FIG. 5 shows a schematic cross-section of municipal waste separator 10;
FIG. 6 shows a top view of a perforated backing plate with mounted slider bars;
FIG. 7 shows the components of a double layer filter belt;
FIG. 8 shows one attachment seam embodiment which may be used for the double layer filter belt;
FIG. 9 shows a cross-sectional view of a municipal waste separator in accordance with a second embodiment of the present invention.
Although the present invention is described herein with respect to the particular application of separating debris from municipal waste water, it will be recognized by one skilled in the art that other applications of the invention, such as in the mining and mineral and ore processing arts, are within the scope of the invention. The description that follows is intended to apply fully to any such applications and uses requiring the separation of liquid-solid mixtures.
Referring now to FIGS. 1-4, there is shown a first embodiment of a municipal waste separator 10 according to the present invention. FIG. 1 is a side view, FIGS. 2 and 3 are front and back views, respectively, and FIG. 4 is a bottom view. Municipal waste separator 10 is preferably constructed as a square-framed vessel of horizontal plan with a first end 12 and a second end 14, and having an inlet pipe 16 and a discharge port 18 located at the second end 14, and a debris outlet 20 at first end 12. The sides of municipal waste separator 10 are formed by (near) side plate 22 and (far) side plate 24 (labeled in FIGS. 2-4).
The inlet pipe 16 is connected to a weir feeder 26 mounted between side plates 22, 24 at second end 14 to supply the feeder with an inlet fluid stream comprising water, municipal waste, and debris. The weir feeder 26 includes a wave plate 28 and a weir 30. Wave plate 28 suppresses ripples and waves in the fluid stream so that the fluid stream flows smoothly over weir 30.
Mounted between side plates 22, 24 and disposed below the wire feeder 26 to receive the fluid stream is a conveyor bed assembly. The conveyor bed assembly comprises a continuous screening belt 32, perforated backing plate 34, side walls 36, and puddle wall 38. Perforated backing plate 34 is inclined at an angle between 0 and 20 degrees, and preferably at an angle of about 10 degrees. An upper roller 40 and a lower roller 42 are disposed at the upper and lower ends, respectively, of perforated backing plate 34. Screening belt 32 rides upward along the top surface of backing plate 34, and returns around upper roller 40 and lower roller 42. The return path of the screening belt 32 is protected by a deflector shield 44, and the returning portion of screening belt 32 may be supported by support rollers 46 and 48. Support rollers 46, 48 serve to relieve excess tension in the screening belt 32 and reduce belt stretch.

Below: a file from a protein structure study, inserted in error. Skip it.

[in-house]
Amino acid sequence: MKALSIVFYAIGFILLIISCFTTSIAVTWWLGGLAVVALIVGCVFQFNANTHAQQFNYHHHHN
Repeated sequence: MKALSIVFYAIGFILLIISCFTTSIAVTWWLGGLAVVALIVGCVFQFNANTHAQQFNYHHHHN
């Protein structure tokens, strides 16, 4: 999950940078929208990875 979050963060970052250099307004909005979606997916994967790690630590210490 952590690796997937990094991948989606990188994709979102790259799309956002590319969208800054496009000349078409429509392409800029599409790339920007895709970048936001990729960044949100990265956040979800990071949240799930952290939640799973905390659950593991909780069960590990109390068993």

Puddle wall 38 forms a retaining wall between the bottom of the wire feeder 26 and the conveyor belt 32, and extends along the width of the perforated backing plate 34. In conjunction with side walls 36, the puddle wall 38 prevents the fluid stream from passing around screening belt 32 and thereby avoiding the screening process. The puddle wall 38 includes a rubber puddle seal which rides on the screening belt 32 to form a light seal with the screening belt 32. The puddle seal may be constructed of any flexible rubber such as nitride (buna-N), as is known in the art, so that the seal between he screening belt 32 and the puddle wall 38 is substantially sufficient to prevent fluids from flowing back down screen belt 32 during operation.
The puddle wall 38 and the side walls 36 assist in the formation of a puddle of fluid on the screening belt 32, whereby a pressure head is exerted on the fluid at the bottom of the puddle and adjacent to the screening belt 32. The fluid stream, along with those particles small enough to pass through openings in the screening belt 32, is directed through the belt 32 and the perforated backing plate 34. The screened fluid stream then passes over deflector plate 44 and down discharge incline 50 to discharge port 18. The screened fluid steam containing only wastewater with small suspended particles and dissolved materials then passes to downstream equipment for further treatment.
Discharge inlcine 50 preferably extends from just below the form end of deflector plate 44 the base of the first end 14 of municipal waste separator 0. The angle of discharge incline 50 is sufficient to cause municipal wastewater falling on it to flow freely along it and out of the municipal waste separator 10 through discharge port 18.